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How the 25th Amendment works if president becomes too sick to lead

How the 25th Amendment works if president becomes too sick to lead
U.S. President Donald Trump exits Marine One after arriving at Walter Reed National Military Medical Center in Bethesda, Md., on Friday. Photo by Oliver Contreras/UPI | License Photo

Oct. 2 (UPI) -- With President Donald Trump hospitalized with COVID-19 Friday, questions turn to what happens if he loses the ability to govern.

Marine One transported the president to Walter Reed Army Medical Center in Bethesda, Md., less than one day after his diagnosis, indicating perhaps a more serious downturn to his health.

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White House press secretary Kayleigh McEnany issued a statement saying he had "mild symptoms," but sources told The New York Times and CNN that Trump has had a fever, congestion and a cough.

He's expected to stay at the military hospital for "a few days," the White House said.

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The vast majority of people with the novel coronavirus are asymptomatic or experience mild symptoms, but what happens if Trump becomes too sick to carry out his duties as leader of the United States?

According to the Constitution, if the president becomes incapacitated, the 25th Amendment is invoked, transferring the the power of the office to the vice president temporarily.

The 25th Amendment was ratified in 1967 after the assassination of President John F. Kennedy, laying out the terms of succession should the leader of the country become ill, resign, be removed from office or even die. There are provisions in the amendment that lay out what happens if the president chooses to transfer power and what happens if that transfer needs to be done involuntarily.

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Former Presidents Ronald Reagan and George W. Bush each invoked the amendment during their presidencies -- Bush did so twice -- temporarily transferring power to their vice presidents during medical procedures in which they were under general anesthesia. Both had the ability to make those decisions for themselves, and did so in writing to Congress.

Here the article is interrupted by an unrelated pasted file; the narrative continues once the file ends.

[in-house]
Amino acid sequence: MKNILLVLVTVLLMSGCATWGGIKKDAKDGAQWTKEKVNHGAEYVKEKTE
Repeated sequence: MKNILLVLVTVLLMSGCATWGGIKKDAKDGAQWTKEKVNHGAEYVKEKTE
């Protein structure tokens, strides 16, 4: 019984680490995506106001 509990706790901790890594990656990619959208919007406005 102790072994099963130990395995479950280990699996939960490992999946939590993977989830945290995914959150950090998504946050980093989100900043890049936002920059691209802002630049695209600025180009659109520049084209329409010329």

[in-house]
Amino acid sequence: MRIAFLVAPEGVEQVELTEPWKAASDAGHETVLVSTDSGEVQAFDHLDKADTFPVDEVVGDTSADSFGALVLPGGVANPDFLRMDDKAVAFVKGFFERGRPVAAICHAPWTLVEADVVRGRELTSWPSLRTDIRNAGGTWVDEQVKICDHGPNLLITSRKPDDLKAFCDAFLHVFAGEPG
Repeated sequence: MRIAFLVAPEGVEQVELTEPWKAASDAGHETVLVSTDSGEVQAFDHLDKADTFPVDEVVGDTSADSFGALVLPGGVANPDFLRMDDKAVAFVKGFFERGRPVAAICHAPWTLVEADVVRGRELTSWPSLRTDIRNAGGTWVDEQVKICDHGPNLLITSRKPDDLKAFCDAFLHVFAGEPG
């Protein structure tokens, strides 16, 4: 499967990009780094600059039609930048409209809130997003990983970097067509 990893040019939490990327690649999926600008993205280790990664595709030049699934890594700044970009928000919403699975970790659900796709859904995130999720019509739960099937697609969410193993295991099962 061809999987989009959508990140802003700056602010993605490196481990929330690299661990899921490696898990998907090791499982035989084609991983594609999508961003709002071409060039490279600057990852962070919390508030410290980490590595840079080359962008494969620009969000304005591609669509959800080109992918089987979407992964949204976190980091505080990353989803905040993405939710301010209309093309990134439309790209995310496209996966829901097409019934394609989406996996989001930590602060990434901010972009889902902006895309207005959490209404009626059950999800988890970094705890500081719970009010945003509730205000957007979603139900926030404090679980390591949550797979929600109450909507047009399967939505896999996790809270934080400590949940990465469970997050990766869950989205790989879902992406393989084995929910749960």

Should the president be incapacitated and unable to make that decision, though, the vice president, Mike Pence, and a majority of Cabinet members must alert Congress in writing and install the vice president as acting president.

If the president is able to dispute the invocation of the 25th Amendment, again, the vice president and a majority of the Cabinet must inform Congress in writing that the president is unable to perform his duties within four days. Congress must then pass a two-thirds vote to remove the president from office.

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Pence and his wife, second lady Karen Pence, have each tested negative for the virus.

Should the vice president also become incapacitated, though, the Presidential Succession Act defines the order of succession as: Speaker of the House Nancy Pelosi, President Pro Tempore of the Senate Chuck Grassley, Secretary of State Mike Pompeo, Treasury Secretary Steven Mnuchin, Defense Secretary Mark Esper, Attorney General William Barr, Interior Secretary David Bernhardt, Agriculture Secretary Sonny Perdue, Commerce Secretary Wilbur Ross, Labor Secretary Eugene Scalia, Health and Human Services Secretary Alex Azar, Housing and Urban Development Secretary Ben Carson, Energy Secretary Dan Brouillette, Education Secretary Betsy DeVos, Veterans Affairs Secretary Robert Wilkie, then Homeland Security Secretary Chad Wolf.

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Transportation Secretary Elaine Chao is ineligible to become president because she's not a natural-born citizen.

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Mannequins with face masks and designer clothing fill a window at a Diane Von Furstenberg store in New York City on September 8, 2020. Photo by John Angelillo/UPI | License Photo

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